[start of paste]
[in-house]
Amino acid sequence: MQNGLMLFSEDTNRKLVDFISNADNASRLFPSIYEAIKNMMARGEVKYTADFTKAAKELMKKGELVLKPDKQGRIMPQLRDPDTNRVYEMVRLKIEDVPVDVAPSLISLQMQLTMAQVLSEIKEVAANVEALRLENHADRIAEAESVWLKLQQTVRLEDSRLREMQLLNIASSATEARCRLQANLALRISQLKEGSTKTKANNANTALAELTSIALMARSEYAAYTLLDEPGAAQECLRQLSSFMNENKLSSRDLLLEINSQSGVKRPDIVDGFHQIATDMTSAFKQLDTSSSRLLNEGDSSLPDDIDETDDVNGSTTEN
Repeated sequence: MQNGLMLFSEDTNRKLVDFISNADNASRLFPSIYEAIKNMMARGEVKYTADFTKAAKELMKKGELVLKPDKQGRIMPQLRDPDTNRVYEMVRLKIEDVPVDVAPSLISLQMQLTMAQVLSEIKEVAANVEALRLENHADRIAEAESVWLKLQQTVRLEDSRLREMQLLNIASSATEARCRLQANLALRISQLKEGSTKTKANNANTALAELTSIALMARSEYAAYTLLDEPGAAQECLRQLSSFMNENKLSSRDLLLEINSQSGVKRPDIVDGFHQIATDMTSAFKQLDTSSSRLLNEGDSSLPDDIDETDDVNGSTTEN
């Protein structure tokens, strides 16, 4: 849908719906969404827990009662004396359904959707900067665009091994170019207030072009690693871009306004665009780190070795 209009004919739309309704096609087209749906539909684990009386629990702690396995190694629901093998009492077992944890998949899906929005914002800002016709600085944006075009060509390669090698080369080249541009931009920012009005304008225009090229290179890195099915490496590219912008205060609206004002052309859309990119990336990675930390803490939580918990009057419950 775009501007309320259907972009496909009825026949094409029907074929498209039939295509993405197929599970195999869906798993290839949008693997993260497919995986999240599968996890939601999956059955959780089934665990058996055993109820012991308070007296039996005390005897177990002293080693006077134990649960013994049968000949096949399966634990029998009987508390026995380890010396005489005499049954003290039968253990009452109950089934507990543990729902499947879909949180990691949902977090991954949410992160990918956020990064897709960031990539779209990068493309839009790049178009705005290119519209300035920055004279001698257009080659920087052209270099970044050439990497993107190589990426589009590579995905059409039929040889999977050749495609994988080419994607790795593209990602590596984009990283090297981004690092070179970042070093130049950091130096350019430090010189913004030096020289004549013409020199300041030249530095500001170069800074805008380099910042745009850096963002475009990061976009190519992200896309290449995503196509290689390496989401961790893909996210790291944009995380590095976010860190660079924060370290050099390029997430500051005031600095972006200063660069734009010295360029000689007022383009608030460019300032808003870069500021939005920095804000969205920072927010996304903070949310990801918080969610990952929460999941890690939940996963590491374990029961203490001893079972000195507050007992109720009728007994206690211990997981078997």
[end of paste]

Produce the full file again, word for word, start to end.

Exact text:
[in-house]
Amino acid sequence: MQNGLMLFSEDTNRKLVDFISNADNASRLFPSIYEAIKNMMARGEVKYTADFTKAAKELMKKGELVLKPDKQGRIMPQLRDPDTNRVYEMVRLKIEDVPVDVAPSLISLQMQLTMAQVLSEIKEVAANVEALRLENHADRIAEAESVWLKLQQTVRLEDSRLREMQLLNIASSATEARCRLQANLALRISQLKEGSTKTKANNANTALAELTSIALMARSEYAAYTLLDEPGAAQECLRQLSSFMNENKLSSRDLLLEINSQSGVKRPDIVDGFHQIATDMTSAFKQLDTSSSRLLNEGDSSLPDDIDETDDVNGSTTEN
Repeated sequence: MQNGLMLFSEDTNRKLVDFISNADNASRLFPSIYEAIKNMMARGEVKYTADFTKAAKELMKKGELVLKPDKQGRIMPQLRDPDTNRVYEMVRLKIEDVPVDVAPSLISLQMQLTMAQVLSEIKEVAANVEALRLENHADRIAEAESVWLKLQQTVRLEDSRLREMQLLNIASSATEARCRLQANLALRISQLKEGSTKTKANNANTALAELTSIALMARSEYAAYTLLDEPGAAQECLRQLSSFMNENKLSSRDLLLEINSQSGVKRPDIVDGFHQIATDMTSAFKQLDTSSSRLLNEGDSSLPDDIDETDDVNGSTTEN
């Protein structure tokens, strides 16, 4: 849908719906969404827990009662004396359904959707900067665009091994170019207030072009690693871009306004665009780190070795 209009004919739309309704096609087209749906539909684990009386629990702690396995190694629901093998009492077992944890998949899906929005914002800002016709600085944006075009060509390669090698080369080249541009931009920012009005304008225009090229290179890195099915490496590219912008205060609206004002052309859309990119990336990675930390803490939580918990009057419950 775009501007309320259907972009496909009825026949094409029907074929498209039939295509993405197929599970195999869906798993290839949008693997993260497919995986999240599968996890939601999956059955959780089934665990058996055993109820012991308070007296039996005390005897177990002293080693006077134990649960013994049968000949096949399966634990029998009987508390026995380890010396005489005499049954003290039968253990009452109950089934507990543990729902499947879909949180990691949902977090991954949410992160990918956020990064897709960031990539779209990068493309839009790049178009705005290119519209300035920055004279001698257009080659920087052209270099970044050439990497993107190589990426589009590579995905059409039929040889999977050749495609994988080419994607790795593209990602590596984009990283090297981004690092070179970042070093130049950091130096350019430090010189913004030096020289004549013409020199300041030249530095500001170069800074805008380099910042745009850096963002475009990061976009190519992200896309290449995503196509290689390496989401961790893909996210790291944009995380590095976010860190660079924060370290050099390029997430500051005031600095972006200063660069734009010295360029000689007022383009608030460019300032808003870069500021939005920095804000969205920072927010996304903070949310990801918080969610990952929460999941890690939940996963590491374990029961203490001893079972000195507050007992109720009728007994206690211990997981078997």